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Diesel and gasoline emissions have become some of the leading concerns regarding greenhouse gases and global climate change. While diesel engines are more efficient than gasoline-powered engines, they have serious emissions problems. A breakthrough in diesel combustion technology may soon lead to cleaner diesel engines.
Researchers at Sandia National Laboratories have developed a new strategy, known as "low-temperature combustion" (LTC). When conventional diesel engines undergo combustion, smoky particulate matter (PM) forms in regions where fuel concentrations are too high. Additionally, nitrogen oxides (NOx) arise from a high-temperature flame inside the engine. NOx emissions are both toxic and, once released into the atmosphere and exposed to sunlight, react with other pollutants to create ground-level smog, known as ozone. LTC works to reduce NOx emissions by recirculating some of the exhaust gases back inside the diesel engine, where they absorb the heat from combustion.
Another part of the LTC strategy is to spray fuel into the engine cycle earlier to give the fuel more time to mix with air before it burns. This avoids the high temperatures that lead to NOx and the fuel-rich regions that lead to PM.
Despite its reductions in NOx and PM emissions, the LTC strategy still releases carbon monoxide (CO) and unburned hydrocarbons (UHC), which are both toxic and result in a loss of fuel efficiency. However, the Combustion Research Facility (CRF) research team in California was able to use a new optical diagnostic technique to identify the sources of these emissions.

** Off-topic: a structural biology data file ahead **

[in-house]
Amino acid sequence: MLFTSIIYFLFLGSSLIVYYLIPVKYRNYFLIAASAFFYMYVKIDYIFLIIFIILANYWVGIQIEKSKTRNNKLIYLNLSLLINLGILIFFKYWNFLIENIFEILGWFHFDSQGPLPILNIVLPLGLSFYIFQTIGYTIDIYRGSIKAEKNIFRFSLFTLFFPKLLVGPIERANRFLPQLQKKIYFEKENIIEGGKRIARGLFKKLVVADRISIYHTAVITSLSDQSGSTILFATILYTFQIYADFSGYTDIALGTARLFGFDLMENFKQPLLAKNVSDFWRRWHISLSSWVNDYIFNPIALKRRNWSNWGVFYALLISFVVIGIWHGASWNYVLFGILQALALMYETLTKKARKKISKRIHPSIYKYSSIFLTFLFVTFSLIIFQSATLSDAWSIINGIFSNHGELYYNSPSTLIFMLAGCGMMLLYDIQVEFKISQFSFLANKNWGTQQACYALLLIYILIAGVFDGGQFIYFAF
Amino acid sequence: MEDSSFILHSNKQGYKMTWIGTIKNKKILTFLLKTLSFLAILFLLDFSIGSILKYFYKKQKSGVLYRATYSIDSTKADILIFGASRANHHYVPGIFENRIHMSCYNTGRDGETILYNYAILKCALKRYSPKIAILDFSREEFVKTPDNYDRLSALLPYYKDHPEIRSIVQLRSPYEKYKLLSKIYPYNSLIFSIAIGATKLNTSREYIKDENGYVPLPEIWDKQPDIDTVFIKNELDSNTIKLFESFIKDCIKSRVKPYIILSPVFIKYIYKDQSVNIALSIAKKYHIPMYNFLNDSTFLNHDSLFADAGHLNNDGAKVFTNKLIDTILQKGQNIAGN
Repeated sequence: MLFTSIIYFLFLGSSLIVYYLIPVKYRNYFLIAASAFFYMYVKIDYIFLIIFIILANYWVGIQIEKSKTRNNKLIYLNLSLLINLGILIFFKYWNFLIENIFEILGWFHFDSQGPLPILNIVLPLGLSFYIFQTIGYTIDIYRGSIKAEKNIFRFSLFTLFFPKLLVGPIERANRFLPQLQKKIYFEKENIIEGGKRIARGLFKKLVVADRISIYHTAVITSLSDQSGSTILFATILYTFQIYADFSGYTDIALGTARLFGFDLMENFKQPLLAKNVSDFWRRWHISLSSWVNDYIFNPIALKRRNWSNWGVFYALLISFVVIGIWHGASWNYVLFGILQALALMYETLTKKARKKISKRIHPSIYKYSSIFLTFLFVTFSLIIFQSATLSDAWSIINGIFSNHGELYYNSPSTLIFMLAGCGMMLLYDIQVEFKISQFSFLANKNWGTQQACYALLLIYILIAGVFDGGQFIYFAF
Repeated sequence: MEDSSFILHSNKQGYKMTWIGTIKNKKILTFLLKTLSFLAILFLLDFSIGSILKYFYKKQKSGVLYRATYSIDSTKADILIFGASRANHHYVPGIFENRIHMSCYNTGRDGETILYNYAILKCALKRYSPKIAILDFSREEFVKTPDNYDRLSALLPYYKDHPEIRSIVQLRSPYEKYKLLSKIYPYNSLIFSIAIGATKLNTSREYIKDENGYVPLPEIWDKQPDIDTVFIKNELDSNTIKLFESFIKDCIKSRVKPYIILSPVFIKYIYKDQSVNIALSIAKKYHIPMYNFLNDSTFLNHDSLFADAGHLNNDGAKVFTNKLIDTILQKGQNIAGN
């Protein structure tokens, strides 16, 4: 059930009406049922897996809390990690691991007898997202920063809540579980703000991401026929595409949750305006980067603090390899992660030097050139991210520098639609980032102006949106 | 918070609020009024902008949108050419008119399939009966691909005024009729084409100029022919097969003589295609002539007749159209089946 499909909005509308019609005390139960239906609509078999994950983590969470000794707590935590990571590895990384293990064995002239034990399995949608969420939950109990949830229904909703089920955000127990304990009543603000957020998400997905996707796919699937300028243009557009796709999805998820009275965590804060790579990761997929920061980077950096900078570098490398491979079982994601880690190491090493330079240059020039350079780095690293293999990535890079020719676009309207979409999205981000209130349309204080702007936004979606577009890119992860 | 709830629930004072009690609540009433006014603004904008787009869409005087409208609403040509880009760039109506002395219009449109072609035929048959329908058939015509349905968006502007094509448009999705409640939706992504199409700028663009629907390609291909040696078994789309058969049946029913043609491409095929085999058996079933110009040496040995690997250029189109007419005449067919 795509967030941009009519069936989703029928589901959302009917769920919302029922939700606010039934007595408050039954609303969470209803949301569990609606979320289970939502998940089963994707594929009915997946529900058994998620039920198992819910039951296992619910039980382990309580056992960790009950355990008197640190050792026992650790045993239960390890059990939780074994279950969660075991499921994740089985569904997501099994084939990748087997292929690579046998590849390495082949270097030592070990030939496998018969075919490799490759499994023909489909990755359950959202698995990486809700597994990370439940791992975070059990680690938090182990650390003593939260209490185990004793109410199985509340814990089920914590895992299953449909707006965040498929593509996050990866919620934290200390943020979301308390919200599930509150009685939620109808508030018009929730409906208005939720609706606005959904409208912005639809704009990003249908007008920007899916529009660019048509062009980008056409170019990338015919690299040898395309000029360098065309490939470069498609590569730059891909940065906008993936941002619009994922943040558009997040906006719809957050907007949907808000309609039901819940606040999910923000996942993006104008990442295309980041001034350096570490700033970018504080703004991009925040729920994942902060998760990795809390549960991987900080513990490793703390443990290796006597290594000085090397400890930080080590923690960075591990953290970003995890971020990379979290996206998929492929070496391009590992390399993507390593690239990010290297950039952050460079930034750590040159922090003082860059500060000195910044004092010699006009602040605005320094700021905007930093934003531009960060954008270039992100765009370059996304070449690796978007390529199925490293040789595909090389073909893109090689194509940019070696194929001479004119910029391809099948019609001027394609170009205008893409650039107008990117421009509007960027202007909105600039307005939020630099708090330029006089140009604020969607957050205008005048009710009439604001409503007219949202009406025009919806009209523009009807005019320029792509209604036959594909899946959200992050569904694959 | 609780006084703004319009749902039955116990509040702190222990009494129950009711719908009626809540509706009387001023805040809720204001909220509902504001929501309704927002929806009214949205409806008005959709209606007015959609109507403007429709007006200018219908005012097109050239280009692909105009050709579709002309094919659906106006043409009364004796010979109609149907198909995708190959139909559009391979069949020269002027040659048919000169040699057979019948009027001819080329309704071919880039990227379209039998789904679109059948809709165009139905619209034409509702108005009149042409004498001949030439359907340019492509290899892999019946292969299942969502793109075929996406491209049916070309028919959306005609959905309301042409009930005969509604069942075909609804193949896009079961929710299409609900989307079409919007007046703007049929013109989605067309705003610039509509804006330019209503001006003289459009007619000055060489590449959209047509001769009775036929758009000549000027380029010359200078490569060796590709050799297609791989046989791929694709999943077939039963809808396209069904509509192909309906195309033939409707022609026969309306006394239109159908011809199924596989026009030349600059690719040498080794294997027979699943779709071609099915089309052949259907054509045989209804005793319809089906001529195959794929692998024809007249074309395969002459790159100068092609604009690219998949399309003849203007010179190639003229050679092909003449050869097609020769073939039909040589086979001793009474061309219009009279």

Using a laser-induced fluorescence of other markers of combustion, such as formaldehyde and hydroxyl, researchers were able to observe and understand the chemical processes that result in UHC. The measurements showed that the fuel wasn’t burned to completion due to an over-mixing of fuel near the fuel injector, leading to CO and UHC in the exhaust.
This finding allowed combustion researcher, Mark Musculus, and Sandia post-doctoral researcher Jaqueline O'Connor to discover a way to increase fuel concentration. By adding post-injections, which added more fuel in the right area, the zone of complete combustion extends over a larger region. This results in lower UHC and CO emissions while increasing efficiency by making sure less fuel is wasted.
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"When long-haul truck drivers are burning thousands of gallons per year...or when consumers are faced with high fuel prices, a more efficient engine becomes very important," according to Musculus. "This is the kind of scientific research and data that engine designers, who help to guide our research, tell us they need so that they can build the kind of fuel-efficient diesel engines that consumers will want," he said.
The Sandia work was completed for the U.S. Department of Energy’s Office of Energy Efficiency and Renewable Energy (EERE).
Read more at Sandia National Laboratories.
By. Debra Goldberg
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